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Scunnered

Bbc: Rbs Faces £8Bn In Full Year Losses

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http://www.bbc.co.uk/news/business-25918998

RBS may face full-year losses of up to £8bn, after the bank said it needed another £3.1bn for claims relating to the financial crisis.

Shares in the 80%-taxpayer owned bank dropped 3% on the news.

RBS boss Ross McEwan said: "The scale of the bad decisions during that period [the financial crisis] means that some problems are still just emerging."

To be fair though,

RBS said its executive committee would not receive a bonus for 2013, Mr McEwan has waived his bonus for 2013-14.

Also, from Robert Peston, Pre-crisis mistakes still haunt RBS.

Edited by Scunnered

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For what it's worth, a number of investors and politicians have recently said to me they think it is a wholly naive hope that we will ever get all our money back.

This bit's a shocker :rolleyes::lol:

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We need to pay to retain the 'talent' or they will go to one of their competitors. It takes real skill to run up such massive losses, these guys are sure to be in demand.

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We need to pay to retain the 'talent' or they will go to one of their competitors.

You wrote the script for the CEO's Sky news interview?

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Does that £8 bn include any write offs for Ulster Bank?

Seems to mostly focus on mis-selling compensation costs and a bit lacking on any details of impairments or asset value markdowns.

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I thought the art of running a business was to make money but every year make a paper loss so you pay zero tax and if you ever do make a paper profit the years of loss making ensures you pay zero tax and you can get the ship back in order to make more paper losses?

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We need to pay to retain the 'talent' or they will go to one of their competitors. It takes real skill to run up such massive losses, these guys are sure to be in demand.

Not a sensible comment. The decisions that led to these losses were made pre 2008. Activities going on today are about managing the bank's exit from investment banking and minimising losses.

But you are right that the best have long gone, but that does not mean that others are unemployable elsewhere.

If you take a job at RBS today you expect equivalent compensation to elsewhere in the industry.

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Not a sensible comment. The decisions that led to these losses were made pre 2008. Activities going on today are about managing the bank's exit from investment banking and minimising losses.

But you are right that the best have long gone, but that does not mean that others are unemployable elsewhere.

If you take a job at RBS today you expect equivalent compensation to elsewhere in the industry.

why?....a great performer in a dead company should be as redundant as the next man.

Zombies are killing us.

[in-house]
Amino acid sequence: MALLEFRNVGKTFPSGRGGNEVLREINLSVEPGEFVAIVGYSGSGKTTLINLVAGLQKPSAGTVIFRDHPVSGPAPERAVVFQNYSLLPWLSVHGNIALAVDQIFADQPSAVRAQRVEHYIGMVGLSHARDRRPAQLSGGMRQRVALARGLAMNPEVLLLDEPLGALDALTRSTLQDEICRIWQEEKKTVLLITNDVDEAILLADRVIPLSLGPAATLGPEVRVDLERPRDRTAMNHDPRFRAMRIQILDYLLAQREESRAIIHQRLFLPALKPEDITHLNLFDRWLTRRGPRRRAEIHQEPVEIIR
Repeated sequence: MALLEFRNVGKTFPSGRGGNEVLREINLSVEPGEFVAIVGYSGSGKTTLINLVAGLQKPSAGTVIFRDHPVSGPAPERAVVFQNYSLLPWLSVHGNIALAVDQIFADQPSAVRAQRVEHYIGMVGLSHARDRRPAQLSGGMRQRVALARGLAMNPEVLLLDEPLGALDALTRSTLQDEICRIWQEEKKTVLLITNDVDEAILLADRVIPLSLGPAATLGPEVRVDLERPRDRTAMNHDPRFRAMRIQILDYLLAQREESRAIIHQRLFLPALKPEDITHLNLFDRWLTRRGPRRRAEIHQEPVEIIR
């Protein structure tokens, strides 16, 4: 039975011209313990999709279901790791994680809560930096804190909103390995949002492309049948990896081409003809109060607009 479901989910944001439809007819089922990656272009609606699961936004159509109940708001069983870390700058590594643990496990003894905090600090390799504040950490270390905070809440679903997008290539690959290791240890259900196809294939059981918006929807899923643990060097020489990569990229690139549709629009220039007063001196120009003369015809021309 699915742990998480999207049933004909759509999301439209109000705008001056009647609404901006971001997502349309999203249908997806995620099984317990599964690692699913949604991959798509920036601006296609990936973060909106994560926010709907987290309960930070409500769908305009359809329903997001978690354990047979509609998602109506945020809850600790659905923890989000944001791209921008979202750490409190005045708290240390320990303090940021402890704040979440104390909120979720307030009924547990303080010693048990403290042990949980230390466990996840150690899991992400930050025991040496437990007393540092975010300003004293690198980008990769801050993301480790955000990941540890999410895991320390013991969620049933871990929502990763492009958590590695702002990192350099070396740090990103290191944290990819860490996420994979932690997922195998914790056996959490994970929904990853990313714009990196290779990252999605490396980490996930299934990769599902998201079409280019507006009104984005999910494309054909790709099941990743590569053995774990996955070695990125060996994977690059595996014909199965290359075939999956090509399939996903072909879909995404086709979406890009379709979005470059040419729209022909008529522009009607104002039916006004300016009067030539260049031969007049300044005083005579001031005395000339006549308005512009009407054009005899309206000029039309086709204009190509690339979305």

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If you take a job at RBS today you expect equivalent compensation to elsewhere in the industry.

That's the problem right there. The industry in its present state should not exist and only does so because of huge bailouts. So ironic considering the capitalist mantra of the industry.

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PPI cheques in the post eh?

I proposed a couple of years ago that Osborne would deliberately drive RBS into the red to provide the economy with a continuous stealth fiscal stimulus. Since I believe the credit impulse from HTB is fast wearing off, putting 2+2 together suggests this a panic measure to keep the GDP numbers elevated. Of course it opens a politically sensitive can of worms with the bonus issue, but better that than more deficit borrowing, perhaps?

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Not a sensible comment. The decisions that led to these losses were made pre 2008. Activities going on today are about managing the bank's exit from investment banking and minimising losses.

Simply not true.

Many of the ongoing scandals and loses date from well after 2008. A lot specifically caused by the geniuses supposedly clearing up the mess (GLG).

RBS needs putting out of it's misery. Or at least broken up. Spin off Natwest and let the rest die in a welter of lawsuits.

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I thought the art of running a business was to make money but every year make a paper loss so you pay zero tax and if you ever do make a paper profit the years of loss making ensures you pay zero tax and you can get the ship back in order to make more paper losses?

In fairness, the taxation system/government is partly responsible for encouraging business to behave in this manner.

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Ah-ha! Osborne's found another systemic banking fraud he can throw some cash at.

Just in time for the General Election too. Yes, yes!

Bank account complaints jump 155pc in nine months

Thousands of customers paying up to £300 a year for extras that they either did not know existed or did not want

By Andrew Trotman

12:30AM GMT 28 Jan 2014

Complaints from bank customers over paid-for accounts have soared 155pc in just nine months, the Financial Ombudsman Service has said.

Thousands of customers are angry they are paying up to £300 a year for extras such as travel insurance and car breakdown cover that they either did not know existed or did not want.

The Ombudsman found that a third of people with so-called packaged accounts do not use the added perks that come with them.

A year ago the Ombudsman received around 40 complaints a week about the accounts. But in the past nine months it has dealt with 3,107.